Plaintiff argues that the record does not reflect that Westinghouse had sufficient knowledge about the toxicity of PCBs to humans and further does not reflect that Westinghouse had any knowledge of the contamination of Inerteen with PCDFs. I disagree. The record reflects that Westinghouse had 50 years' experience in working with chlorinated dielectric fluids for its machines and developed Inerteen. Defendant has proffered several exhibits supporting its argument that Westinghouse was a sophisticated user, includingbut not limited to the following (1) Medical Research Project No. MR-46 entitled The Toxicity and Potential Dangers of Inerteen which summarizes the hazards of Inerteen to the skin and liver and suggests preventative measures to reduce the risk of injuries resulting from exposure to Inerteen; (2) the September 15, 1947, letter from Industrial Hygiene Engineer, E.C. Barnes to J.W. Wigert, Materials and Process Engineer, regarding safe handling and storage procedures for Inerteen; (3) the October 23, 1959, letter to Wilbur Speicher, Westinghouse's Administrator of Industrial Hygiene, from Elmer Wheeler, Assistant Director of Westinghouse's Medical Department which states, inter alia, that "sufficient exposure [to the chemicals in Inerteen], whether by inhalation of vapors or skin contact, can result in chloracne which I think we must assume could be an indication of more serious systemic injury if the exposure was allowed to continue."; (4) an April 30, 1962, correspondence from Wheeler to Speicher states that "In our own operations we try to stress prevention of skin contact [with chemicals used in Inerteen] rather than the use of creams."; (5) an internal Westinghouse memorandum dated April 23, 1970, which lists the environmental concerns over Inerteen and states "... I see [the hazards of Inerteen] as a matter of great concern, potentially bad enough to force us out of the Inerteen transformer business. At best, we must institute a much, much tighter control over the usage and disposal of Inerteen, as well as all other materials to which it has been exposed."; (6) the Interdepartmental Task Force on PCBs report entitled Polychlorinated Biphenyls and the Environment, which reviews 40 years of PCBs and states that PCBs should be restricted to limited uses because they could have adverse effects on human health. See pp. 2-5. Page 81 of the report reveals the continuing need for PCBs and the concomitant requirement of unusual protective measures in the use of PCBs; (7) a Westinghouse memorandum dated April 23, 1971, outlining the safe handling procedures established for handling and disposing of Inerteen liquid dielectrics; and (8) the safe practice data sheet revised November 17, 1972, generated by Westinghouse's Industrial Hygiene Laboratory, which specifies: the proper storage procedures for Inerteen, the properties of Inerteen, the adverse health consequences of exposure to Inerteen, waste control and disposal of Inerteen, personal protective equipment to be used when handling Inerteen and precautions and first aid to be used in handling Inerteen.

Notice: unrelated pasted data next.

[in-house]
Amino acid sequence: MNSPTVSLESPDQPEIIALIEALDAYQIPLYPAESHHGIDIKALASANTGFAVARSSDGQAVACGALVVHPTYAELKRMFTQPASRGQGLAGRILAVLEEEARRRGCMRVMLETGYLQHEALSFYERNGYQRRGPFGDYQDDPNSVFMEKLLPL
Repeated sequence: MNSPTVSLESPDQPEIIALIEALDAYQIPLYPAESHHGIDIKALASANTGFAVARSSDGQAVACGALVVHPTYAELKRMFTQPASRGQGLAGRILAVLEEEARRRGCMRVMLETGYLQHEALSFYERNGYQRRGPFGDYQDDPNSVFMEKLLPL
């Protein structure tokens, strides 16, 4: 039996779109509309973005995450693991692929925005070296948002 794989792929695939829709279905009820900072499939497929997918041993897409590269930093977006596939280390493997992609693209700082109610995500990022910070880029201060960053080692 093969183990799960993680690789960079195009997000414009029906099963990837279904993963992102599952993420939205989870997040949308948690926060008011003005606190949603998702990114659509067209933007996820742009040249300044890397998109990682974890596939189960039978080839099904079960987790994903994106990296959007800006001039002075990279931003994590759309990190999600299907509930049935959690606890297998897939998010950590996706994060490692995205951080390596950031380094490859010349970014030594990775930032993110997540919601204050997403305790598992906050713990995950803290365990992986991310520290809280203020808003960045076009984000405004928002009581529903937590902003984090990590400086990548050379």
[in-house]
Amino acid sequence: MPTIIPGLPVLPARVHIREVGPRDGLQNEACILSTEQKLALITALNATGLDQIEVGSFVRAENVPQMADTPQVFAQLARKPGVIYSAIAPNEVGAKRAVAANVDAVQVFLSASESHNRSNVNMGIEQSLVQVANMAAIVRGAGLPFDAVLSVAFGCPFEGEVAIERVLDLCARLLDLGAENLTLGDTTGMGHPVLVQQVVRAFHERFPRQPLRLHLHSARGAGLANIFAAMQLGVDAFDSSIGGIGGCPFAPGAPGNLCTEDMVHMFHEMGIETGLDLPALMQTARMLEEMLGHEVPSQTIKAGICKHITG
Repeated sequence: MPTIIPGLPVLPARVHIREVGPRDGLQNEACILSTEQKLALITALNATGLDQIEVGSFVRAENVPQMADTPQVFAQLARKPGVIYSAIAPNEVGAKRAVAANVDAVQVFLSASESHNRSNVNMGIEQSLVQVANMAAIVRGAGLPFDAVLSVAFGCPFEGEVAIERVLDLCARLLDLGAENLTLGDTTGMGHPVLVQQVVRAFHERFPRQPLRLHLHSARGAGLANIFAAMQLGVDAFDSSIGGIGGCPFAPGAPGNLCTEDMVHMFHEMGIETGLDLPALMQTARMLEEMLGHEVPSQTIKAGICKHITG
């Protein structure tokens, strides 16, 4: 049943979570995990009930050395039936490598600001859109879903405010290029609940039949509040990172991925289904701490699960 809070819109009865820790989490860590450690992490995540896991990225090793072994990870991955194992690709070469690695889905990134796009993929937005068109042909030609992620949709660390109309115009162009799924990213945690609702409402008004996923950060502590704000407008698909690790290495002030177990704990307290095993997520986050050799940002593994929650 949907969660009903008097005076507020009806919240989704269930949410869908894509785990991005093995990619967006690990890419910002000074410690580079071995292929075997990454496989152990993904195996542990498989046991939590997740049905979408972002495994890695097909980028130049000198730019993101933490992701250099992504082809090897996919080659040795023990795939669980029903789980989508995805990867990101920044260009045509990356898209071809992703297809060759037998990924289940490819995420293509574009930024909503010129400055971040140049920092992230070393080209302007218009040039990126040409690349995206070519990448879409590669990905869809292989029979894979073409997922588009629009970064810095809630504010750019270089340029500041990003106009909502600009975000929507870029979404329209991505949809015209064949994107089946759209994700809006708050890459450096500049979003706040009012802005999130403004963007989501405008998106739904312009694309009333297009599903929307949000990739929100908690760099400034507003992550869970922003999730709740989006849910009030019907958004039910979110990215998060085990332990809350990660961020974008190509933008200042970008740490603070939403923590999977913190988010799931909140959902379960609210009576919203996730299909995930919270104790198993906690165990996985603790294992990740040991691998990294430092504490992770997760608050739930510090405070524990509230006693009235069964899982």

Plaintiff argues that defendant's Motion for Summary Judgment must fail because defendant has not provided any affidavits of Westinghouse employees indicating that Westinghouse knew of the hazards of PCBs. I find, however, that Westinghouse's internal documents and the statement of the Chairman *289 of Westinghouse's Board of Directors, D.C. Burnham, which appears in the Interdepartmental Task Force on PCBs' report ample evidence that the danger related to Inerteen was clearly known to Westinghouse and that therefore it was Westinghouse's dutynot Monsanto's dutyto guard against the known danger either by warning its employees or otherwise providing the necessary protection. The foregoing recitation of defendant's evidence reveals that Monsanto had good reason to believe that Westinghouse recognized the dangers inherent in Inerteen.